EU. New European Union rules have been introduced forcing all passengers crossing the Schengen* area’s external borders to have their passports scanned by the police, slowing down processing times and potentially affecting dwell times and spending in non-Schengen shopping areas of EU airports.
Previously, only a proportion of passengers who went through passport control had their documents scanned. However – since 7 October – as a result of the EU’s amendment of Schengen legislation, all passports are being compulsorily scanned against relevant databases as part of a drive to improve security and monitoring.
At Copenhagen Airport, Vice President Communication, Henrik Peter Jørgensen, commented: “We’re working closely with the police to do everything we can to help passengers get through as quickly and smoothly as possible. However, we do expect increased waiting times in passport control, so we’re asking passengers travelling out of the Schengen area to arrive in good time.”
Gateways across the EU are having to increase the numbers of officers and service staff to help passengers get through as fast as possible. At Copenhagen, the airport added four new passport control lanes before the summer peak and expects to have four more in place by the end of the year. “All the same, we hope that passengers travelling out of the Schengen area will remain patient,” said Jørgensen.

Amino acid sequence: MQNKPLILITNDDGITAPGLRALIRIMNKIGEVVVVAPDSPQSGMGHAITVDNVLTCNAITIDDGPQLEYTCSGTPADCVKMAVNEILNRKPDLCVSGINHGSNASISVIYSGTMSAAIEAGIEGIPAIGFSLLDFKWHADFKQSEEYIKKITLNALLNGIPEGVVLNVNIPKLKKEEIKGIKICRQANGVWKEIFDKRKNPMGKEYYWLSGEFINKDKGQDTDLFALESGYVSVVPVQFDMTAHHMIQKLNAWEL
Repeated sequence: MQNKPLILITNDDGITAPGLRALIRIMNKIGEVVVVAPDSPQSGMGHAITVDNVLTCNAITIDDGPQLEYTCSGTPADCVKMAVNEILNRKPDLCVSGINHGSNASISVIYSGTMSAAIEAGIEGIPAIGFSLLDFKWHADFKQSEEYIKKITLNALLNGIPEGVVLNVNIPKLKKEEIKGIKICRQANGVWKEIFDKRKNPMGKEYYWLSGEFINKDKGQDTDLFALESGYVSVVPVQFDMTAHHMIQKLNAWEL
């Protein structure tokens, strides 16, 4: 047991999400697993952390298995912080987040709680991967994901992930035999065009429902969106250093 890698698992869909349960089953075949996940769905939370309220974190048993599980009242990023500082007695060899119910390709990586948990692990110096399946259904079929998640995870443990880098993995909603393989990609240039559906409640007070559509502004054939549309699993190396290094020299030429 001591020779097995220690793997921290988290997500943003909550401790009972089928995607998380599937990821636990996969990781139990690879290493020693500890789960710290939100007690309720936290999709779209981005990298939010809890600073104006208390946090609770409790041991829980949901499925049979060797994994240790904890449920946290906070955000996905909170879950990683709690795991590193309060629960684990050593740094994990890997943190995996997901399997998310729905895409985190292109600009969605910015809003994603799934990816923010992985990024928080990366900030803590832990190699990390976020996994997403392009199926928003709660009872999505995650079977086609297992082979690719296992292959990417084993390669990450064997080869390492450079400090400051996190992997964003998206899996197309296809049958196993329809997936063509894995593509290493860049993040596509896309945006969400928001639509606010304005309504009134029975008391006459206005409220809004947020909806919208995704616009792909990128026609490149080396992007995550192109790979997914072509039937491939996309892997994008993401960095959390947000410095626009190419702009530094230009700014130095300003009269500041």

The Danish hub is also building two new passport control areas in Pier E and Pier C at a cost of more than DKK700 million ($112 million), and anticipates its long-term capacity for passport control will treble.
The new EU rules only apply to passengers who are leaving the Schengen area. For destination within it, including all domestic passengers, the rules remain unchanged.
Countries within the Schengen agreement are: Austria, Belgium, Czech Republic, Denmark, Estonia, Finland, France, Germany, Greece, Hungary, Italy, Latvia, Lithuania, Luxembourg, Malta, Netherlands, Poland, Portugal, Slovakia, Slovenia, Spain and Sweden, as well as Iceland, Norway, Liechtenstein and Switzerland.
* The Schengen area is the common travel area within the EU, and some non-EU states, which allows the free movement of persons without border checks – considered a fundamental right guaranteed by the EU to its citizens. Some 400 million EU citizens have this right as well as many non-EU nationals and tourists.